As those of you that shoot DSLR video with Canon cameras may know, Technicolor (the big name movie post-production facility) released a new Canon picture style to aid in post production toning. You can download their file here, but if you don’t have a LUT plugin it’s hard to make use of it in Premiere. I have been doing some testing and will update this post with a complete review on the update, but for now I will post the Premiere CS5 preset file that I hacked and hand coded in the exact values within Technicolor’s supplied S-Curve LUT. Right click “and save target as” this link to download it.
To download it, please check the original post.
UPDATE: May 6, 2011 – Technicolor has released a CineStyle LUT update:
New! S-curve look-up table (LUT) is now compatible with the LUT Buddy plug-in and Apple’s Color, and may also be compatible with other software that support 3D LUTs in the .mga format
Please go to Technicolor Cinestyle page to get it (download link below).
UPDATE: May 4, 2011 – See more details and information below.
There were many sources covering Technicolor alliance with Canon at NAB 2011.
But the best news came few days ago: Technicolor has recently released their Picture Style for Canon HDSLR cameras.
Why is this so important? Take a look at the quoted text from their website and the comments, explanations and tests below:
The Technicolor CineStyle™ is a Picture Style (profile) for Canon EOS DSLR cameras that optimizes the dynamic range in the image by leveraging the capabilities of the Canon imaging chipset. Cinematographers and their post-production partners will have greater flexibility in color grading and finishing their projects.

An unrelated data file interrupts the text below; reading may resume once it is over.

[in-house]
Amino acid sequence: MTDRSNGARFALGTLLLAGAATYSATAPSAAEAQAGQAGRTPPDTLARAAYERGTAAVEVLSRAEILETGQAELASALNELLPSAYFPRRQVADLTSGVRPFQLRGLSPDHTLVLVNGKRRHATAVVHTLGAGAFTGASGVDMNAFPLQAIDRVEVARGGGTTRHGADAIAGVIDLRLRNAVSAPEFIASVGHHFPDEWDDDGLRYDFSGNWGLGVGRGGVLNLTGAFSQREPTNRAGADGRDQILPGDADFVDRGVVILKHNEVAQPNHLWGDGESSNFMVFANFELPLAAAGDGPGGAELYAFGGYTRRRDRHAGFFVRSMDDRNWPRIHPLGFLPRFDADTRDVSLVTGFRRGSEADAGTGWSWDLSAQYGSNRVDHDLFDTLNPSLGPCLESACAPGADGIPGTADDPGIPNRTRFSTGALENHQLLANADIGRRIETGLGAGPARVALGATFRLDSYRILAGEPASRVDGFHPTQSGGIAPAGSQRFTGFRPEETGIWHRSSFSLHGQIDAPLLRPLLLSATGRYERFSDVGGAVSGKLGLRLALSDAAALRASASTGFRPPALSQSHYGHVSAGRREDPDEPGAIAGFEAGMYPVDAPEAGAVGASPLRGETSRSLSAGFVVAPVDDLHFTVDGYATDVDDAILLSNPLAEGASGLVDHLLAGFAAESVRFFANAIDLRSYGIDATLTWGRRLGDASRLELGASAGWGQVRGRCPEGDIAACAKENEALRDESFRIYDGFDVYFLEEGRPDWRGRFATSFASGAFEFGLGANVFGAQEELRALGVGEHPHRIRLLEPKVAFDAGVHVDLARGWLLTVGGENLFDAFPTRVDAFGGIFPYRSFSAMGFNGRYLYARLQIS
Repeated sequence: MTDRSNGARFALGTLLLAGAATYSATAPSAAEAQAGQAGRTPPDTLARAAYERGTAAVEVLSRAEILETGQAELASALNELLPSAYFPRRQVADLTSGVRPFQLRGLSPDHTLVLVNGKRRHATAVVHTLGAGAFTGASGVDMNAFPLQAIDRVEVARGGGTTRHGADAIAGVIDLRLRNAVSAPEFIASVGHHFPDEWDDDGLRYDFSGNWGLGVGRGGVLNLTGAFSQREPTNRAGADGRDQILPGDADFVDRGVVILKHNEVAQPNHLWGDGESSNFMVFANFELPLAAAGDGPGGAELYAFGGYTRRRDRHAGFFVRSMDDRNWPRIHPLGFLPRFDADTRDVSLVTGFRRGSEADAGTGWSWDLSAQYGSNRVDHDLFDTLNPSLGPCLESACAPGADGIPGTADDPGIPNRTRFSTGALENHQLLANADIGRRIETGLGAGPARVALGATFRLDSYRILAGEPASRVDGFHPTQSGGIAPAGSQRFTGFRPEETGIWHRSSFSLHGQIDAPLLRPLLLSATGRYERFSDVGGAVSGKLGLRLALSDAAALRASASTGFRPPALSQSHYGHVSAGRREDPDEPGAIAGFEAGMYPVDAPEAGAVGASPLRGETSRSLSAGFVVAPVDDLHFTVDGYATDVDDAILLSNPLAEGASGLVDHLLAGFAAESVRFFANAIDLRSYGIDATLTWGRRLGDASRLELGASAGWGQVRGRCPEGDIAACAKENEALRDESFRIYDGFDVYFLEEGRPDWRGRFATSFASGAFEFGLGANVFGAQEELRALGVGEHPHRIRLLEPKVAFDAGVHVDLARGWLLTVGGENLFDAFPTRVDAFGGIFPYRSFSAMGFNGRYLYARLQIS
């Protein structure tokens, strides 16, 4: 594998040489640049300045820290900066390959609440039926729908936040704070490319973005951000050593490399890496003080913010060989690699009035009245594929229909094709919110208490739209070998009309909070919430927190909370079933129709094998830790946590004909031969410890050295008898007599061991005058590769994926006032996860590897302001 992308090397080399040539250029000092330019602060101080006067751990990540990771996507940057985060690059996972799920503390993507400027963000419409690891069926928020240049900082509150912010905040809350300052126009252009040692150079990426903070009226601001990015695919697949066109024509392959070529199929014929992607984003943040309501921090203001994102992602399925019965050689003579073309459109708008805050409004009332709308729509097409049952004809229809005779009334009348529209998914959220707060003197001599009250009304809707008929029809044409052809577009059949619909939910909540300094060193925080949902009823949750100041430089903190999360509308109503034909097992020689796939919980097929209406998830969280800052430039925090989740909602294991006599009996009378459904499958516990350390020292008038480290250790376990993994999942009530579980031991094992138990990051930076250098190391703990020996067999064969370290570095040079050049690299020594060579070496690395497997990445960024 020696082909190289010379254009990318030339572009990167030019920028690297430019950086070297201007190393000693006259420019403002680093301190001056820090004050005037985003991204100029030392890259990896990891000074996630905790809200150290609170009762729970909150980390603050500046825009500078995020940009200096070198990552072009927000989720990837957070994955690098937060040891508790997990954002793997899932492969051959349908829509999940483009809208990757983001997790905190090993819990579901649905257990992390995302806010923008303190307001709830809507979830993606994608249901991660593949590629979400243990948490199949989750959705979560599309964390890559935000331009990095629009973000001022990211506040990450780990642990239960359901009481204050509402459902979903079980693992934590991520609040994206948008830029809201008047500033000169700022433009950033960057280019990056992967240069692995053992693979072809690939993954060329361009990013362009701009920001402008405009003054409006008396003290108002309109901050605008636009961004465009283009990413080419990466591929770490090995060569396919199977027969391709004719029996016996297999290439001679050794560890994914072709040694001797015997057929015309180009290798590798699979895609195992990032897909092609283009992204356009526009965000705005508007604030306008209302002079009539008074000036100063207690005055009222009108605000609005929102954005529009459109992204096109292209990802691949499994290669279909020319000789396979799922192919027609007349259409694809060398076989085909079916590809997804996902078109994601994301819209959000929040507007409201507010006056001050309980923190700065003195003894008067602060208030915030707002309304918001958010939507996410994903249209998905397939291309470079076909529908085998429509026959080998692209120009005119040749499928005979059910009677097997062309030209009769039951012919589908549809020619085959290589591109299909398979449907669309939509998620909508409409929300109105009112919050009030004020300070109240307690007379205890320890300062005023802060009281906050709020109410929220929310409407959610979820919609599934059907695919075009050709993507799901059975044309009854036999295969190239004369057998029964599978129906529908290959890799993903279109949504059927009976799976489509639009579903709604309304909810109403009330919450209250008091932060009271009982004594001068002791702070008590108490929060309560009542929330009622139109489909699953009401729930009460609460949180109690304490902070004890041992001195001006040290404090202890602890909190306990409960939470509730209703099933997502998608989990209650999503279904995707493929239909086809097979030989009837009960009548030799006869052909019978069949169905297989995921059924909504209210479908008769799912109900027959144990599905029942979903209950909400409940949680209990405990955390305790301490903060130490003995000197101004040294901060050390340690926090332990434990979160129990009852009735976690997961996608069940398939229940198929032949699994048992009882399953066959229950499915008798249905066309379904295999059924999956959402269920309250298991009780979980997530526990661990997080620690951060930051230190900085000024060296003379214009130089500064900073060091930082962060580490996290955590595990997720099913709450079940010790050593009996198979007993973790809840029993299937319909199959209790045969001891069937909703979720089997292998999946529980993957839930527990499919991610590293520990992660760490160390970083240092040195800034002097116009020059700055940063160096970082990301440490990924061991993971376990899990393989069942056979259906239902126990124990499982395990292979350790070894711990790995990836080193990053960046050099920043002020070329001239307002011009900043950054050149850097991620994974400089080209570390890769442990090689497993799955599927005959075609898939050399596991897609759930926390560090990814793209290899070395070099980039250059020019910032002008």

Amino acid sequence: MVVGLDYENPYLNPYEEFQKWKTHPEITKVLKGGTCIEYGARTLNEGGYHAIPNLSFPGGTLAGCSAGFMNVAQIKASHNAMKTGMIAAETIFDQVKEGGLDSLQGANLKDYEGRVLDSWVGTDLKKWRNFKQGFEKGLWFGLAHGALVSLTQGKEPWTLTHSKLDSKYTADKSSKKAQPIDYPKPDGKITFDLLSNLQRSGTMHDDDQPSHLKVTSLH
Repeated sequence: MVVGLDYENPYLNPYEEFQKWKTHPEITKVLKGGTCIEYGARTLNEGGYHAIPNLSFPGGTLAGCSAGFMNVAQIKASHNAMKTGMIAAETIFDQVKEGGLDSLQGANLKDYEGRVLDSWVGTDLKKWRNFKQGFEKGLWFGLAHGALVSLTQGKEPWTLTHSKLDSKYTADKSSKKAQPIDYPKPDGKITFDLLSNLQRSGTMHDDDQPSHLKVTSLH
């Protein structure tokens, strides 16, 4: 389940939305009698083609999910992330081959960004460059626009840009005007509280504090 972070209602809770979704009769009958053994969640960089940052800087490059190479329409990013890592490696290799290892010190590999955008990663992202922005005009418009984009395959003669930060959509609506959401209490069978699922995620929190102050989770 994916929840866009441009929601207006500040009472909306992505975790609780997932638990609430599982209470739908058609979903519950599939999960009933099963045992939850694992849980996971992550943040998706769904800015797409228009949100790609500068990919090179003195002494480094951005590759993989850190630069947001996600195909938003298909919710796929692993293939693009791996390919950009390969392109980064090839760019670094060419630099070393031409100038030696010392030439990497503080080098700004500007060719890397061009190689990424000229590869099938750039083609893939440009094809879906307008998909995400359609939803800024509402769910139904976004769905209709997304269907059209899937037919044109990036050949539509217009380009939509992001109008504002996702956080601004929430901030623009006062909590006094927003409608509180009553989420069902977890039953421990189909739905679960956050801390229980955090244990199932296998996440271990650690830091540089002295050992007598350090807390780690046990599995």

To receive your free copy of Technicolor CineStyle, please fill out the following form and agree to the end-user license agreement below (EULA).
Image credit: Technicolor
Picture Styles make a huge impact on the video recorded by Canon EOS HDSLR cameras, because the user cannot get RAW footage from these cameras (yet), so every color and exposure related settings directly affect the image being captured, compressed by the h.264 codec and then saved to the memory card.
Similarly to a .JPG file, the recorded video offers a limited amount of adjustment, color and exposure correction, as opposed to a RAW picture file which offers much more flexibility in the post production process.
That’s why it is so important to properly choose the best Picture Style for your needs, and also adjust the correct camera exposure settings before shooting video.
It is very important to note that Technicolor CineStyle Picture Style is intended to deliver the highest possible dynamic range and the highest possible flexibility in post production, allowing more flexibility of grading and color correction.
Due to that reason you will notice that the video recorded to the memory card has very low contrast and color saturation when compare to a video recorded using Standard Picture Style. When using Technicolor CineStyle you will get a footage “similar” to RAW video capturing.
Technicolor CineStyle is not intended to deliver the best result right out of the memory card, but to give the best possible latitude and flexibility in the post production process instead.